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Summer Sleep Insomnia Tips

Posted by The Edge Fitness Clubs on July 14, 2020

We discussed the importance of sleep in our last blog about hunger fluctuations. When we don’t get enough sleep our bodies need more energy. This energy ends up coming from our food, which means we feel hungrier during the day. Many people struggle to get enough sleep during this time of year due to a couple different factors. If you have trouble falling asleep during the summer months, you’re not alone. When it’s hot in your bedroom, it can be difficult to fall asleep. “Studies have shown that up to a quarter of people might experience some sort of sleeping difficulty during the summer months,” says neurologist and sleep expert Pradeep Bollu, MD, with University of Missouri Health Care.  Plus, when the sun stays out later, it can delay the melatonin release in your body, which helps signal that it’s time to feel tired before bedtime. So, your body is getting mixed signals; you may actually feel tired if you woke up early and had a busy day, yet your body is not getting that crucial melatonin signal to wind down for the night. Darkness cues your body that it’s almost time to go to sleep.


If you think you’re prone to summertime insomnia, try these ideas:

1. Wear blue-light glasses
Daylight exposes you to stimulating blue light. Late sunsets mean that you may not feel tired when you’d normally get drowsy. But in this day and age, you’re likely to get as much blue light exposure from your phone, computer, or tablet which in turn interferes with sleep.
Wearing blue light glasses—yellow-tinted sunglasses or clear computer glasses—for at least an hour before bedtime helps to block out the blue part of the spectrum (blue suppresses melatonin release). This fools the body into believing that it’s dark outside, encouraging it to produce sleep-promoting melatonin. “If someone is having sleeping difficulty during the summer months, I would recommend trying this strategy to lessen the blue light exposure,” Bollu says. If you work a desk job where you are sitting at a computer for the majority of the day, these glasses are great! They help protect the eyes from the blue-light you would otherwise be exposed to all day long. There are many different brands that sell blue-light glasses including Warby Parker. If you’re looking for a cheap pair to try out, check out Amazon – they have pairs for as little as $10.

2. Take a hot shower in the evening
This sounds counter intuitive on summer nights, but showering is relaxing, and afterwards, your body temperature drops, signaling that it’s bedtime. “We know that falling core body temperature is associated with rises in melatonin levels in the body,” Bollu says, “so it may be reasonable to assume that hot showers might promote melatonin secretion.” To encourage your body temperature to drop even more, try cooling down the air in your bedroom with a fan or AC unit. “The bedroom should be a couple of degrees cooler than how you normally have it,” Howell says.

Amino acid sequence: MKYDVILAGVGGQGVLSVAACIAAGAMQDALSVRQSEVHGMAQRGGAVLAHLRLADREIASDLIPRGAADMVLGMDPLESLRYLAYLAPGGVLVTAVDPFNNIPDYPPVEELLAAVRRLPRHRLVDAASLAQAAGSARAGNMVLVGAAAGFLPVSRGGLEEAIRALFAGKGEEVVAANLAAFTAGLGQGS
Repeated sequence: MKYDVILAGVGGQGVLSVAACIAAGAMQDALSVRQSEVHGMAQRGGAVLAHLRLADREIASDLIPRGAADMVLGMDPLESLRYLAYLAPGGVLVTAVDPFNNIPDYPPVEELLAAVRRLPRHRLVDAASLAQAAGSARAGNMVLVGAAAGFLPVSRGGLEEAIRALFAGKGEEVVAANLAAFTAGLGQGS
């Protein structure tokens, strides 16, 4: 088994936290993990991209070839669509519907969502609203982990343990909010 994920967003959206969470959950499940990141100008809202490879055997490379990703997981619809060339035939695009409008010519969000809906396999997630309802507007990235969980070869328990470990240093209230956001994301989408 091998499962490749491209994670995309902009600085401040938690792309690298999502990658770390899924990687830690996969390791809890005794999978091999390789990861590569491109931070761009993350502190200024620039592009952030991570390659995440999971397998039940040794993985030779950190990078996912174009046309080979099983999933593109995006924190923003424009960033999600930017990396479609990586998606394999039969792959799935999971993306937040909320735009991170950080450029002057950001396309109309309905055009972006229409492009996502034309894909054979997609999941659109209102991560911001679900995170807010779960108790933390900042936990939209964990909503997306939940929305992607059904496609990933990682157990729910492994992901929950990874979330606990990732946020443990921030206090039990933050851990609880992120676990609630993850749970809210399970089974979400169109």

3. Limit nighttime calories
On summer nights, you be craving ice cream after dinner, but eating or drinking too close to bedtime can focus your body on digestion rather than sleeping. Food is a cue to your body of what time it is. If you have a consistent meal time of dinner at 6pm and one night you go out and have ice cream at 8pm, this can signal to your body that it’s not time to shut down yet.
Alcohol can also worsen insomnia or awaken you in the night. “People imagine alcohol helps them sleep because it’s sedating. Ultimately, it’s exactly the opposite of that, because even if you drink in moderation—a glass of wine, a cocktail, even if you have just 1 or 2 drinks—your liver metabolizes that alcohol, and in a couple of hours, you are not sedated, you are actually activated,” Howell points out.
If you can, avoid eating and drinking alcohol for two hours before bed. On nights when you can’t resist dessert or drinks, realize that you may have trouble falling asleep.

4. Create a consistent schedule
Establishing a morning routine can ease evening summertime insomnia. Awaken at the same time daily—weekends and holidays, too—and expose yourself to sunshine early.  There is evidence that suggests sunlight in the morning is helpful for maintaining a consistent sleep-wake schedule.

A good night’s sleep is incredibly important for your health. In fact, it’s just as important as eating healthy and exercising. Make sure you are getting a proper nights sleep to keep you & your fitness goals on track!